On October 14, 2021 (the “Petition Date”), LTL Management LLC (“LTL” or the “Debtor”), filed a bankruptcy petition in the United States Bankruptcy Court for the Western District of North Carolina. The case was subsequently transferred to the Bankruptcy Court for the District of New Jersey (the “Bankruptcy Court”) on October 25, 2021.
Prior to the Petition Date, Johnson & Johnson (“J&J”) performed a complex corporate restructuring under the Texas law allowing for divisive mergers. Johnson & Johnson Consumer Inc. (“Old Consumer”) merged into a new limited liability company under Texas law. This new entity then performed a divisive merger which caused Old Consumer to no longer exist. The result was that Old Consumer transferred its talc-related liabilities and certain assets to the Debtor, and the other liabilities and assets were transferred to another entity (the “Non-Debtor LLC”). The Debtor then converted to a North Carolina LLC and changed its name to LTL Management LLC. Two days later, the Debtor filed its bankruptcy petition and the Non-Debtor LLC merged into a newly created New Jersey corporation (“New Consumer”).
The LTL bankruptcy case was preceded by the filing of tens of thousands of talc-related lawsuits against Old Consumer and J&J. These lawsuits were based on the claim that talc products sold by Old Consumer contained asbestos which resulted in thousands of individuals developing various forms of cancer. While Old Consumer was successful in defending many of these cases, it did sustain significant losses in several cases. For example, there was a $4.69 billion verdict awarded to 22 plaintiffs against Old Consumer and J&J. See Ingham v. Johnson & Johnson, 608 S.W.3d 663, 680 (Mo. App. 2020) (affirming an award of $550 million in compensatory damages and $4.14 billion in punitive damages (which was later reduced to $1.6 billion)).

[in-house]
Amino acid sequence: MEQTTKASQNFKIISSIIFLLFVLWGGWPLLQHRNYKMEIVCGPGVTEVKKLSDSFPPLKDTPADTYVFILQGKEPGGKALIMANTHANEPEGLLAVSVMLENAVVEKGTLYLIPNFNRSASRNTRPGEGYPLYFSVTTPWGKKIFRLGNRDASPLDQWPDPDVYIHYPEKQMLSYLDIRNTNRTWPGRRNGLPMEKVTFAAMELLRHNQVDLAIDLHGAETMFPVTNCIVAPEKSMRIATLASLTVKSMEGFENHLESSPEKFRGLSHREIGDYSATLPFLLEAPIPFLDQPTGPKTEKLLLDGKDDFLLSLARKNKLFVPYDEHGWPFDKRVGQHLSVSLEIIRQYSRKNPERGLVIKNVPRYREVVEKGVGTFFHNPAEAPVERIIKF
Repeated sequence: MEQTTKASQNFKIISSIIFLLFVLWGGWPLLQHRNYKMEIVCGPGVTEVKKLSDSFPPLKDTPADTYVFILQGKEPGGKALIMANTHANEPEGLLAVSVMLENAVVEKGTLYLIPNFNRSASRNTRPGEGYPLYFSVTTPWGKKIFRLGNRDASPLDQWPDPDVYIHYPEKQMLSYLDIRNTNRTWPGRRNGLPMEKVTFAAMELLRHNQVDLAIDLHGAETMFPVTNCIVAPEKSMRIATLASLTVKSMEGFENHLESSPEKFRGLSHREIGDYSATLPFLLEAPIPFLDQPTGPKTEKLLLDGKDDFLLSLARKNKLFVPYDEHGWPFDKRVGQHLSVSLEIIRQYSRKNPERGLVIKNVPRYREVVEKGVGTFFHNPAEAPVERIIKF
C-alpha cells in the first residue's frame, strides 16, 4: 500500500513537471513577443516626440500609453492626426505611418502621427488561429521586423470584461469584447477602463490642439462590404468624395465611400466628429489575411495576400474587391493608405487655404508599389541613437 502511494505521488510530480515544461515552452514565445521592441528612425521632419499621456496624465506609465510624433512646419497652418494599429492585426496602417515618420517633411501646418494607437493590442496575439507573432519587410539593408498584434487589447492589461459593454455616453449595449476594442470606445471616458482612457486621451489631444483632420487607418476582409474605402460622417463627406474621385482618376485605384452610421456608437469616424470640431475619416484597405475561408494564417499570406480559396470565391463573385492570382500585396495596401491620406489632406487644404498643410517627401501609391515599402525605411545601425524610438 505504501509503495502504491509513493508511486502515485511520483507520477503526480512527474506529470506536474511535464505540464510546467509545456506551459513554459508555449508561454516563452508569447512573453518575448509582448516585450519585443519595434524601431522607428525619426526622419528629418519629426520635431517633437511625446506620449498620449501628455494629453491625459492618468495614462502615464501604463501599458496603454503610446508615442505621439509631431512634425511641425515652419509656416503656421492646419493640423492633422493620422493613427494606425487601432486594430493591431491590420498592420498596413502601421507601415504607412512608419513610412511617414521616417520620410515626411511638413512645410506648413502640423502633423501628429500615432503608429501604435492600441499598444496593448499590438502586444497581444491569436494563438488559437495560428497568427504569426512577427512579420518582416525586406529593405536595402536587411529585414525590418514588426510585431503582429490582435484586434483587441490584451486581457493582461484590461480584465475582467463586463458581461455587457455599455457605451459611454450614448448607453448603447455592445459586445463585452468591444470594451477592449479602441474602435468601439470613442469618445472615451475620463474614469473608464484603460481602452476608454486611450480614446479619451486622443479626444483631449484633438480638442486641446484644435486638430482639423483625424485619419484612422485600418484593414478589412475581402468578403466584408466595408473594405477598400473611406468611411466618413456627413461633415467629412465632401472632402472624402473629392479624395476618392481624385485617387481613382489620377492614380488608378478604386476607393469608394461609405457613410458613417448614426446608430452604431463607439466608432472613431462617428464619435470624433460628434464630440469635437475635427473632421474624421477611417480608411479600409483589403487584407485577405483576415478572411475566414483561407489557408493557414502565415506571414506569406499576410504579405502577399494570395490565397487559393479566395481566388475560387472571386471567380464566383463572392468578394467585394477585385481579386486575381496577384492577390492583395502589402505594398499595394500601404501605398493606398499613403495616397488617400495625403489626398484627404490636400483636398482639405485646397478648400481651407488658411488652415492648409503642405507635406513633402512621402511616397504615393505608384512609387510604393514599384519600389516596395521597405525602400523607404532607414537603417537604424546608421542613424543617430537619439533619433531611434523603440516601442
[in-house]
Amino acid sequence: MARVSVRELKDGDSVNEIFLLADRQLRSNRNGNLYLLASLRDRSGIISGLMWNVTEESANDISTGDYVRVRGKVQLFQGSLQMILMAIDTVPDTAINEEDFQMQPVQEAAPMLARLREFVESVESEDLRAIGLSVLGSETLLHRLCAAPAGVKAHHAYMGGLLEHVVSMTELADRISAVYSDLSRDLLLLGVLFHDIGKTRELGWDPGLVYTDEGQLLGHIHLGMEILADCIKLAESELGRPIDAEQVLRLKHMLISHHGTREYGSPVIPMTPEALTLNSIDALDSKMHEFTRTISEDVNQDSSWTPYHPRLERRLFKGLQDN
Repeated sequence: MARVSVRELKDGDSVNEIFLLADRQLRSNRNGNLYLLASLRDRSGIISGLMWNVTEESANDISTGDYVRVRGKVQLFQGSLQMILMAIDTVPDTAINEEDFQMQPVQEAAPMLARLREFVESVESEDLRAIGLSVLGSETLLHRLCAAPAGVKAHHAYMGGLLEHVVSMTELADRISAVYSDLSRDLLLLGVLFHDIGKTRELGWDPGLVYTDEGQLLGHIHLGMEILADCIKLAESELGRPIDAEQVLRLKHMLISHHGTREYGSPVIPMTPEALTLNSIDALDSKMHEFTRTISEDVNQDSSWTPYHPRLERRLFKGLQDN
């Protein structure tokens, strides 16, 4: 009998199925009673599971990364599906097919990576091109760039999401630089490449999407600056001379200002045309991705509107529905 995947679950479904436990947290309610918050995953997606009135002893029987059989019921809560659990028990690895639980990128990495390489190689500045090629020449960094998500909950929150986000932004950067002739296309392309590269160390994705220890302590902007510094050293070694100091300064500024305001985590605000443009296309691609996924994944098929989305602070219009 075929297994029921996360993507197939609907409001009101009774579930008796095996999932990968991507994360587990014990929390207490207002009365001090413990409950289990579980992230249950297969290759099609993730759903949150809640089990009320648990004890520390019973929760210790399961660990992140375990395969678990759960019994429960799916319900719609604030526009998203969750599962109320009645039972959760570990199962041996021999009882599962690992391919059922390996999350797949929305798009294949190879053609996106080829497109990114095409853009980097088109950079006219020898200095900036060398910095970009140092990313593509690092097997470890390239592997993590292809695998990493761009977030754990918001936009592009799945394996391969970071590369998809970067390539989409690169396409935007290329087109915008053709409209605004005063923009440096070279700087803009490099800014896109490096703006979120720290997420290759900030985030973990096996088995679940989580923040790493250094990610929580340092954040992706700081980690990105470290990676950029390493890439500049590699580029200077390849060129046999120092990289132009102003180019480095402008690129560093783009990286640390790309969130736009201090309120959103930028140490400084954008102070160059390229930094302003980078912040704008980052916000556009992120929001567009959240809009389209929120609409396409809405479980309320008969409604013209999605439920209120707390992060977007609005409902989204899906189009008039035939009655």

Further, in 2021 Old Consumer and J&J also suffered $26 million and $27 million adverse judgments. Because of the range of potential liabilities associated with other potential large jury awards, Old Consumer conducted the aforementioned divisive merger which ultimately ended with the placing of LTL in chapter 11 bankruptcy.
The Texas divisive merger statute is codified in the Texas Business Organizations Code (“Tex. Bus. Orgs.”). Tex. Bus. Orgs. § 1.002(55)(A) states that a “merger” includes “the division of a domestic entity into two or more new domestic entities or other organizations.” Further, Tex. Bus. Orgs. § 10.003 provides that the agreement and plan of merger must include “the manner and basis of allocating and vesting the property of each organization that is a party to the merger among one or more of the surviving or new organizations.” Interestingly, Texas law provides that the property allocated to each newly created entity vests without “any transfer or assignment having occurred.” Tex. Bus. Orgs. § 10.008(a)(2)(C). Notwithstanding, the aforementioned statute does not “abridge any rights or rights of a creditor under existing laws” including “the Uniform Fraudulent Transfer Act,” which Texas has adopted. Id. §§ 24.001-24.013. As such, the Texas divisive merger statute defines a division of any type of entity as a merger. This approach differs from Delaware law which only allows for divisive mergers of LLCs.